Reply
    • Janie Bowthorpe

      Hi Kate. I am confused by your comment. Ferritin testing refers to seeing what we have in storage. Ferritin is actually a protein, so is it’s low, our storage levels are low. If it’s high, our storage levels are too high, meaning inflammation is driving our storage iron too high and needs treatment to lower the inflammation.

      Instead, we treat our “serum iron” if low, not the ferritin/storage iron. The latter will go up on its own as we raise our serum iron levels if too low. Are you perhaps using the word ferritin to mean your serum iron?

      Reply
  10. Janet

    I had severe anemia for many years because of a mutation in a gene that transports iron. I didn’t want iron infusions because of a death in my family from anaphylaxis after one. My doctors finally insisted on a transfusion and I contracted a virus from the donor (Parvo B19) that made the anemia even worse. I finally started taking Symbiotics lactoferrin. It’s more expensive than other brands but contains some iron. My hemoglobin and iron status improved more quickly than if I’d continued getting transfusion. I took 27 mg of Blue Bonnet brand iron bisglycinate along with it. Iron supplements had always made me sick, but I was fine with the two together. I tried other brands of lactoferrin and they don’t have the same effect when the iron is removed.

    Reply
  11. Laura Vida

    Could one use colostrum instead of lactoferrin?

    Reply
  12. Linda Lyngheim Skipper

    Eating a tiny sliver of organic chicken liver each day in ground turkey with veggies brought up my iron without supplements. You can’t even taste it, and it is natural. I am allergic to anything beef, meat or milk.

    Reply
    • Janie Bowthorpe

      That’s wonderful, Linda. A possibility for others. 🙂 Thanks for sharing.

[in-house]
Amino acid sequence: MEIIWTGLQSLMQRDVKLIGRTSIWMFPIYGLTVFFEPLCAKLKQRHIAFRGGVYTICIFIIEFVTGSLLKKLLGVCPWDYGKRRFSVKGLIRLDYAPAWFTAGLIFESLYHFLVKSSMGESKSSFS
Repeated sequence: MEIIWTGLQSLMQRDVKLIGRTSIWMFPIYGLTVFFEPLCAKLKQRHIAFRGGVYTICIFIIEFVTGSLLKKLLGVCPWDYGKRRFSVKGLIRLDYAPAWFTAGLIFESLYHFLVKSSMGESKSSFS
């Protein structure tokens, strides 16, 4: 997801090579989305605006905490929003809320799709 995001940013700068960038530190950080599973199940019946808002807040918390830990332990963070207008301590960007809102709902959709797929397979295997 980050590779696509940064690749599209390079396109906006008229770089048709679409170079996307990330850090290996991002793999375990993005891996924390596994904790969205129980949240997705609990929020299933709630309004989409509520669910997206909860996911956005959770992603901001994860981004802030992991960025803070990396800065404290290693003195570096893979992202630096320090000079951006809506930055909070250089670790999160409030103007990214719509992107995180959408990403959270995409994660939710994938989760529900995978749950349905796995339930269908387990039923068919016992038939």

But an FYI to anyone reading this: liver may not be enough for everyone to raise their iron levels to optimal, though, plus liver contains high amounts of copper, which could be a problem if someone has a methylation problem.

      Reply
  13. Irena Bolden

    Hello, I learned that I had hypothyroidism as I began experiencing menopause which has been over 20 years now….The biggest problem I have had is low or insufficient stomach acid to digest my food properly. I began using fermented tea or Kombucha, which do a good job in helping to move things along in the stomach. Now I an trying Essential Oils, I think this is the best treatment to alleviate things like indigestion, and insufficient digestion. There are medicines that may work. but it always come with so many side effects.

    Reply
    • chris

      Irena, I have hashis and low stomach acid. I added Betain HCL with meals, and was amazed that it fixed all my digestive issues. I had tried many other things including ACV, but they didn’t help. Kambucha is good for probies, but the underlying low stomach acid wasn’t corrected, and led to a whole domino effect in health, including low B12 and reduced bile formation to digest fats. I was so surprised that just fixing that one part, caused all the others to fall into place. I take NDT now and finally got my temp above 97F. Maybe worth a try with the HCL.

      Reply